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The Buddha once said, “The mind is everything. What you think you become.” Earl Nightingale said the strangest secret is, “You become what you think about.” The Bible states, “As a man thinks, so is he.”

Do you think you can change your life and who you are just by changing your thoughts?

Jon Gordon is one of my favorite authors. I listen to his podcast, Positive University, regularly. Recently, he interviewed his wife Kathryn on the podcast, and she told an inspiring and encouraging message about how she shifted her mindset by changing her thoughts.

Kathryn was experiencing a rough stretch of life where she found herself complaining a lot, and it was negatively affecting her health and life at home.

What helped her shake this? A Zoom call with a health coach who told her she shared the same genes as Olympic athletes! This call changed her perspective, her thoughts about herself, and her actions.

Kathryn said the health coaching company tested her blood, genes, and DNA, and used that data to determine she has the genes of an Olympian.

Kathryn instantly went from a negative phase in life to feeling like an Olympic athlete, and that gave her the motivation and encouragement to start thinking and acting like one. Jon said Kathryn started walking around the house saying she was an Olympic athlete, she started thinking like an Olympic athlete, she started exercising, eating better, and stopped complaining. She stopped complaining about being old and being sore, and she started getting more fit, feeling better, and acting more positive.

When Kathryn started saying to herself and believing, “I am an Olympic athlete, I am strong, I am powerful,” everything changed for her, and it changed Jon too. Jon said his life became a lot happier and better when she became an Olympic athlete because she became so much more positive.

How we think about ourselves can change everything for us.

Jon said he shared this message with the University of Texas football team. At the end of the message, he had different athletes stand up and say, “I am __________,” filling in the blank with their own words after it.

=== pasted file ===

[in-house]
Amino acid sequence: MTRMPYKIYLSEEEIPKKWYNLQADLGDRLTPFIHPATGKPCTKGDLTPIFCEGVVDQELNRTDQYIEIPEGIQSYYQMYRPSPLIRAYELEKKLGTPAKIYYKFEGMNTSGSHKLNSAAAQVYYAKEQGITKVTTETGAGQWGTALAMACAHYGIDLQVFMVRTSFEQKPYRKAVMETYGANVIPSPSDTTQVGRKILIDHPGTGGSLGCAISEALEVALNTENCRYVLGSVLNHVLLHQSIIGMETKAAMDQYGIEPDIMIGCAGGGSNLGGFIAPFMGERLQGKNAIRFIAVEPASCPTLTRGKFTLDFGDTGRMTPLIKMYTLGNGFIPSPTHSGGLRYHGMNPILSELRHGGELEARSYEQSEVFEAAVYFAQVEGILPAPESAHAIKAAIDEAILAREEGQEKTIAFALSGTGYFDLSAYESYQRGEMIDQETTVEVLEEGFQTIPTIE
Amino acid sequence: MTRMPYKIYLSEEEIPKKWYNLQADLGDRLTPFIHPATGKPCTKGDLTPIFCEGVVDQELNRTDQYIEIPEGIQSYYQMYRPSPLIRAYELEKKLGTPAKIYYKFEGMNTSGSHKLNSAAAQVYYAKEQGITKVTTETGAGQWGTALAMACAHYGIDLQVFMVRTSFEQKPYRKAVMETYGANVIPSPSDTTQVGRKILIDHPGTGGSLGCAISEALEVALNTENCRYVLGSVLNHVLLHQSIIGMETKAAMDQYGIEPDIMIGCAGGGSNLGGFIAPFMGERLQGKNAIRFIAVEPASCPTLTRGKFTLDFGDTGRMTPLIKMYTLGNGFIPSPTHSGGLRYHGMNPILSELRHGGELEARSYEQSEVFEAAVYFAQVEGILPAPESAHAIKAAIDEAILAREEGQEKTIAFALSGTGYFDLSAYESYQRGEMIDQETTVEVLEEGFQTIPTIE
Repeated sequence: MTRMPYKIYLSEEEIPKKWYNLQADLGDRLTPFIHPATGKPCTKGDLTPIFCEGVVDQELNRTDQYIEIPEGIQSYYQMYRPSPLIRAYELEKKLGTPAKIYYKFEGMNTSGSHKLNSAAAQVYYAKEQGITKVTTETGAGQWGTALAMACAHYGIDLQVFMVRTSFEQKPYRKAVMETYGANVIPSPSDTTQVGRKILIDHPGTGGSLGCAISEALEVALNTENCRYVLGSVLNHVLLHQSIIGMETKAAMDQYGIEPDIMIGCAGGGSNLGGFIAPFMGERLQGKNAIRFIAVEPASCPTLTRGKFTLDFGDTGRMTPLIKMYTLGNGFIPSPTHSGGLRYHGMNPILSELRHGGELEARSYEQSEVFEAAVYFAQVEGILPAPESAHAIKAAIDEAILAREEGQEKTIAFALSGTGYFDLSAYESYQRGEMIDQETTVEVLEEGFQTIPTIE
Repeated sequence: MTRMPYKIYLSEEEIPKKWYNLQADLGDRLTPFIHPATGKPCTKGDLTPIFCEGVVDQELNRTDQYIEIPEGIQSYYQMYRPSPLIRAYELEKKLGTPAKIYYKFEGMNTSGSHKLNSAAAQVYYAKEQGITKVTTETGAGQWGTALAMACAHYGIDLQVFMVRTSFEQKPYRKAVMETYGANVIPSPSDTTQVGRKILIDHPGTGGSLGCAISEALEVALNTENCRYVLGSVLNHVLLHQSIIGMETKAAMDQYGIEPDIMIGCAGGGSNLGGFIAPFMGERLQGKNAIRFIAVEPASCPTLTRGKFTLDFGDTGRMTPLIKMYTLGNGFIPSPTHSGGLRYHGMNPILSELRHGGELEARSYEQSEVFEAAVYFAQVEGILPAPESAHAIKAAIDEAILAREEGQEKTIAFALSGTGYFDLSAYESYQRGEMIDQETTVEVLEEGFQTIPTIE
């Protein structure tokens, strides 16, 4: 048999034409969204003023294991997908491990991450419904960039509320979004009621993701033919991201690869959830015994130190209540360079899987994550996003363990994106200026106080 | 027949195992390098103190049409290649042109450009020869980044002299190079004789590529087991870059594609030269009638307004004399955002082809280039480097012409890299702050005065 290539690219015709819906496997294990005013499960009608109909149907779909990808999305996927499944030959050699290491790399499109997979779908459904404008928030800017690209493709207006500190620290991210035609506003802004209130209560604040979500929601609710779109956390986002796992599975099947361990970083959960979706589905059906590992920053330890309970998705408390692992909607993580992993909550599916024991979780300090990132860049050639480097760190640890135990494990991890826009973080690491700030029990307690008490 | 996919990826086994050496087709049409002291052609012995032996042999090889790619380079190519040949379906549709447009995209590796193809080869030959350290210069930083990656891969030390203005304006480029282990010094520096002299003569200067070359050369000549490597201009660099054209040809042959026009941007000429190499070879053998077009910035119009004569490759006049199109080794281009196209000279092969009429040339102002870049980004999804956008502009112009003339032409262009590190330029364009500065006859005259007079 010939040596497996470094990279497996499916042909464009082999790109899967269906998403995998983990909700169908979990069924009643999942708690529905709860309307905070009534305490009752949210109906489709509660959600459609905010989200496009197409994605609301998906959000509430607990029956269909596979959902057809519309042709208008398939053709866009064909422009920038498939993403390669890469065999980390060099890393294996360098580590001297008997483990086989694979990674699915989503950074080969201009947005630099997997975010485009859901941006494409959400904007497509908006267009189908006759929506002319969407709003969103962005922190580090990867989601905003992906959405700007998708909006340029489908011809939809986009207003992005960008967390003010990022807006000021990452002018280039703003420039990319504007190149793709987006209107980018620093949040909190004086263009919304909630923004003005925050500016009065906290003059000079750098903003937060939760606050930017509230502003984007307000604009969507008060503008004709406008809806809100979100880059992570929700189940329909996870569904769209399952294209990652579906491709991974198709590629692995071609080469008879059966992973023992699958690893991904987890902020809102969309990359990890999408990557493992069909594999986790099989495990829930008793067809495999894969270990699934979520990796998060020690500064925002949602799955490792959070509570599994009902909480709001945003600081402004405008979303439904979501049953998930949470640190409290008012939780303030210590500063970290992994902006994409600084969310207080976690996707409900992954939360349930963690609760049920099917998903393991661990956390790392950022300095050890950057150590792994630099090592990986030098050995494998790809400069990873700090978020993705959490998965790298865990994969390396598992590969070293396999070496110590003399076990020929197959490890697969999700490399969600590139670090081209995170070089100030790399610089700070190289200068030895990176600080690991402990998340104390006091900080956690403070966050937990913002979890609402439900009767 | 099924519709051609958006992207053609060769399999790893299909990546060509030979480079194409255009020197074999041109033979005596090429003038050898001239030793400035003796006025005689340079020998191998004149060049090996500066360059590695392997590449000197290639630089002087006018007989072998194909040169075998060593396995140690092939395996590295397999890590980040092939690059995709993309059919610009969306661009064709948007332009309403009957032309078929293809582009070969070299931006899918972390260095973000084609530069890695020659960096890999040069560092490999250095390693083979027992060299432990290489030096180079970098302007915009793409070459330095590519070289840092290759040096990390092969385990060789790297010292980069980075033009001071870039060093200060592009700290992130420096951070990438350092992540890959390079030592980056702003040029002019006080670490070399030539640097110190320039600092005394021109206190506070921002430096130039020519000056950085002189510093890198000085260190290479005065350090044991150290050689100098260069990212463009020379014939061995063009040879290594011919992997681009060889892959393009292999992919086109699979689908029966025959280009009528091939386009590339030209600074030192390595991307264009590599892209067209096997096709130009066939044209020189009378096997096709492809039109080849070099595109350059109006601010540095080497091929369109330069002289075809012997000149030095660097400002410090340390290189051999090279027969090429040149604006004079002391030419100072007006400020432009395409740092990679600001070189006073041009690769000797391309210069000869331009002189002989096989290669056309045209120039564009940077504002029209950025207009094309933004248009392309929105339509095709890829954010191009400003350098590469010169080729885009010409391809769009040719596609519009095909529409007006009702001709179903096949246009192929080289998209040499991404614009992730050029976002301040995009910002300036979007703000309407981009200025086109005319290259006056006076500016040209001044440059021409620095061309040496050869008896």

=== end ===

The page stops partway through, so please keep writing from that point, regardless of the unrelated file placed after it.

When he was done speaking, he passed by the weight room and he heard their strength and conditioning coach yell, “I am!” and each athlete responded back, “My bothers keeper!”

How powerful is that?

At the beginning of this year, I wrote down 5 goals for myself:

1 - I want my wife to say and believe she has the BEST husband.

2 - I want my kids to say and believe they have the BEST parents. 3 - I want to be able to own my time because I am able to write books and stories that encourage, inspire, and motivate millions and that pay millions.

4 - I want to exude all the fruits of the spirit.

5 - I want to be happy with 365 vacation days each year, and 366 in a leap year.

I am transferring all these into I AM statements:

1 - I am the best husband

2 - We are the best parents

3 - I am a writer who encourages, inspires, and motivates millions of people

4 - I am filled with the fruits of the spirit

5 - I am happy!!!


The next step for me is adding some action to the plan. I am going to take it one step further and add I DO. I AM is a powerful identifier, and I DO is a just as impactful action statement.

  • I do hard things

  • I do things my wife and kids love

  • I do things that show that I am filled with the fruit of the spirit

  • I do impact and inspire others

  • I do write and tell inspiring stories

  • I do good things at work and in my community

  • I do things that make me happy!!!

I AM helps me better identify with the best version and parts of me. I AM gives me hope. I DO is a reminder of all the great things I already do, and it foretells all the great things I am getting ready to do.

I AM going to continue to grow to become the best version of myself because I DO the work necessary to do so.


1 - Who do you want to be, and what I AM statements can you use to help you become that?

2 - What are some I DO statements you can use?

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